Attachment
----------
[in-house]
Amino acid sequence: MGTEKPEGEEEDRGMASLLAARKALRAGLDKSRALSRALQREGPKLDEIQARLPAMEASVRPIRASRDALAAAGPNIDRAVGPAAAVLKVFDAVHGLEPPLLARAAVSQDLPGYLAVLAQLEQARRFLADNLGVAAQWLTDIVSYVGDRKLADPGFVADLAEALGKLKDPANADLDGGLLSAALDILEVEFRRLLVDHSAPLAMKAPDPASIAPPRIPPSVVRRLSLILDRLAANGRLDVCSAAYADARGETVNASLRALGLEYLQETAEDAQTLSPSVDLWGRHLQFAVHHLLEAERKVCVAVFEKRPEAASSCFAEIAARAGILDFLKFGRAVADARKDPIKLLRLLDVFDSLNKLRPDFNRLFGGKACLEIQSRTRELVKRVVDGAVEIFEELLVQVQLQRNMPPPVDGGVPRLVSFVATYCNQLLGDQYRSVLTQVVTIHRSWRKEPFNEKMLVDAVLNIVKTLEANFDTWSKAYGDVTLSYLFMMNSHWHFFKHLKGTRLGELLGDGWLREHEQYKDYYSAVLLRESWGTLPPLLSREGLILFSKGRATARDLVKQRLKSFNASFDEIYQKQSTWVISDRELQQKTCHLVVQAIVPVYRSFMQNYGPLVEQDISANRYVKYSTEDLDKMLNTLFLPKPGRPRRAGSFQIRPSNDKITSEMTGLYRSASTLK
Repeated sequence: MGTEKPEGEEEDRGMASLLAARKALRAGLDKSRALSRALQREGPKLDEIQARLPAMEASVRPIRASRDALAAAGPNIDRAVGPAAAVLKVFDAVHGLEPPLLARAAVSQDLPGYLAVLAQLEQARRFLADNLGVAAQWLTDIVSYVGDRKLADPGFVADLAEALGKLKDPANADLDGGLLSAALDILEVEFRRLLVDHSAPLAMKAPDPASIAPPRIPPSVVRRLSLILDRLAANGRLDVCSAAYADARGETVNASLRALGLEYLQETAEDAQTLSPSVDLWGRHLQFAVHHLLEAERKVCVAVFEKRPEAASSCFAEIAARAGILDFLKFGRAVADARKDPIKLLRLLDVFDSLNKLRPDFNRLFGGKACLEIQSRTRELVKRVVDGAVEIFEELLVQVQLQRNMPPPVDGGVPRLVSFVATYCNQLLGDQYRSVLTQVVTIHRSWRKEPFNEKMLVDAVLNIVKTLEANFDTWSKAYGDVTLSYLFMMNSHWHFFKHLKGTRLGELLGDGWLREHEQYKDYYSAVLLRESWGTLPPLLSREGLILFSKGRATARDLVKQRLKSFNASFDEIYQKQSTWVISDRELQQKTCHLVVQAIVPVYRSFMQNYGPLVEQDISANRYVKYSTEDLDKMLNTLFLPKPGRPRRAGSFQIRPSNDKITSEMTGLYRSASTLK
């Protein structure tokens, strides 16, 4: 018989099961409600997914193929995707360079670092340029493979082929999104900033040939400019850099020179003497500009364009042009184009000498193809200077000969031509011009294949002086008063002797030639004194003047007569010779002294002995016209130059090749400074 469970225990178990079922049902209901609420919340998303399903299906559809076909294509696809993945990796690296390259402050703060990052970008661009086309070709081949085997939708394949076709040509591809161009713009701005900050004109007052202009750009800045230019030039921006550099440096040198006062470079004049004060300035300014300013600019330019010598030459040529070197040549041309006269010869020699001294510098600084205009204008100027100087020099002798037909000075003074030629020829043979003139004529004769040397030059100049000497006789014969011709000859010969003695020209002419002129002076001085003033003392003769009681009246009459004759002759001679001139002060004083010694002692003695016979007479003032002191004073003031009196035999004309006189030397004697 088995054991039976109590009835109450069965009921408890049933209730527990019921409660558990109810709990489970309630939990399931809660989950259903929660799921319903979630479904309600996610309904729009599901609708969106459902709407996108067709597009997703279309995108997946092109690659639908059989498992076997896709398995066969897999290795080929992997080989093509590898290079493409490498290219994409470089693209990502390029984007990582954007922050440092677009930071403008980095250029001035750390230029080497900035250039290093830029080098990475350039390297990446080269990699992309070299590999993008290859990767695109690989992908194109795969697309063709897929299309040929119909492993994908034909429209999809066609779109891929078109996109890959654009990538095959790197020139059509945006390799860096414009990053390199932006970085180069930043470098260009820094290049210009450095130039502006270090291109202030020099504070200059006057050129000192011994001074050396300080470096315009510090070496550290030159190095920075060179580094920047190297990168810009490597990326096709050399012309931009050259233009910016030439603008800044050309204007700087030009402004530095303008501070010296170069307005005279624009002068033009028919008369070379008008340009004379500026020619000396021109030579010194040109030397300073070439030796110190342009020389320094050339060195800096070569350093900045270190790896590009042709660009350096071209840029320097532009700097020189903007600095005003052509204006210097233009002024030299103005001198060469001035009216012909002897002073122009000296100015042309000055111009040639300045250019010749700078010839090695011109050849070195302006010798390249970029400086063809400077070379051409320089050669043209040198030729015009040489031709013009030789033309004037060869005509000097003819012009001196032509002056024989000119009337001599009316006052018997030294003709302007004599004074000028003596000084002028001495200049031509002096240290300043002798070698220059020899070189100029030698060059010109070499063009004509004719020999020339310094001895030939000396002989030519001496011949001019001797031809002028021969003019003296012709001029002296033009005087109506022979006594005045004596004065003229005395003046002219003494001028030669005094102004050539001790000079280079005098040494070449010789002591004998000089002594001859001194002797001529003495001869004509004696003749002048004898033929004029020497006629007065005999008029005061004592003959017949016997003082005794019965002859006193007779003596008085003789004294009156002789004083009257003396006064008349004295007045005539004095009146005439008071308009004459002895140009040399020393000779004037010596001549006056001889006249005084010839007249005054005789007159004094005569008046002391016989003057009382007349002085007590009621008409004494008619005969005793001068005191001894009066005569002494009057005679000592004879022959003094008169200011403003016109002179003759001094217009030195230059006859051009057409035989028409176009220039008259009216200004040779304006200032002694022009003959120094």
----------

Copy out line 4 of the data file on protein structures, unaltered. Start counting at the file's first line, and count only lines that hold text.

């Protein structure tokens, strides 16, 4: 018989099961409600997914193929995707360079670092340029493979082929999104900033040939400019850099020179003497500009364009042009184009000498193809200077000969031509011009294949002086008063002797030639004194003047007569010779002294002995016209130059090749400074 469970225990178990079922049902209901609420919340998303399903299906559809076909294509696809993945990796690296390259402050703060990052970008661009086309070709081949085997939708394949076709040509591809161009713009701005900050004109007052202009750009800045230019030039921006550099440096040198006062470079004049004060300035300014300013600019330019010598030459040529070197040549041309006269010869020699001294510098600084205009204008100027100087020099002798037909000075003074030629020829043979003139004529004769040397030059100049000497006789014969011709000859010969003695020209002419002129002076001085003033003392003769009681009246009459004759002759001679001139002060004083010694002692003695016979007479003032002191004073003031009196035999004309006189030397004697 088995054991039976109590009835109450069965009921408890049933209730527990019921409660558990109810709990489970309630939990399931809660989950259903929660799921319903979630479904309600996610309904729009599901609708969106459902709407996108067709597009997703279309995108997946092109690659639908059989498992076997896709398995066969897999290795080929992997080989093509590898290079493409490498290219994409470089693209990502390029984007990582954007922050440092677009930071403008980095250029001035750390230029080497900035250039290093830029080098990475350039390297990446080269990699992309070299590999993008290859990767695109690989992908194109795969697309063709897929299309040929119909492993994908034909429209999809066609779109891929078109996109890959654009990538095959790197020139059509945006390799860096414009990053390199932006970085180069930043470098260009820094290049210009450095130039502006270090291109202030020099504070200059006057050129000192011994001074050396300080470096315009510090070496550290030159190095920075060179580094920047190297990168810009490597990326096709050399012309931009050259233009910016030439603008800044050309204007700087030009402004530095303008501070010296170069307005005279624009002068033009028919008369070379008008340009004379500026020619000396021109030579010194040109030397300073070439030796110190342009020389320094050339060195800096070569350093900045270190790896590009042709660009350096071209840029320097532009700097020189903007600095005003052509204006210097233009002024030299103005001198060469001035009216012909002897002073122009000296100015042309000055111009040639300045250019010749700078010839090695011109050849070195302006010798390249970029400086063809400077070379051409320089050669043209040198030729015009040489031709013009030789033309004037060869005509000097003819012009001196032509002056024989000119009337001599009316006052018997030294003709302007004599004074000028003596000084002028001495200049031509002096240290300043002798070698220059020899070189100029030698060059010109070499063009004509004719020999020339310094001895030939000396002989030519001496011949001019001797031809002028021969003019003296012709001029002296033009005087109506022979006594005045004596004065003229005395003046002219003494001028030669005094102004050539001790000079280079005098040494070449010789002591004998000089002594001859001194002797001529003495001869004509004696003749002048004898033929004029020497006629007065005999008029005061004592003959017949016997003082005794019965002859006193007779003596008085003789004294009156002789004083009257003396006064008349004295007045005539004095009146005439008071308009004459002895140009040399020393000779004037010596001549006056001889006249005084010839007249005054005789007159004094005569008046002391016989003057009382007349002085007590009621008409004494008619005969005793001068005191001894009066005569002494009057005679000592004879022959003094008169200011403003016109002179003759001094217009030195230059006859051009057409035989028409176009220039008259009216200004040779304006200032002694022009003959120094």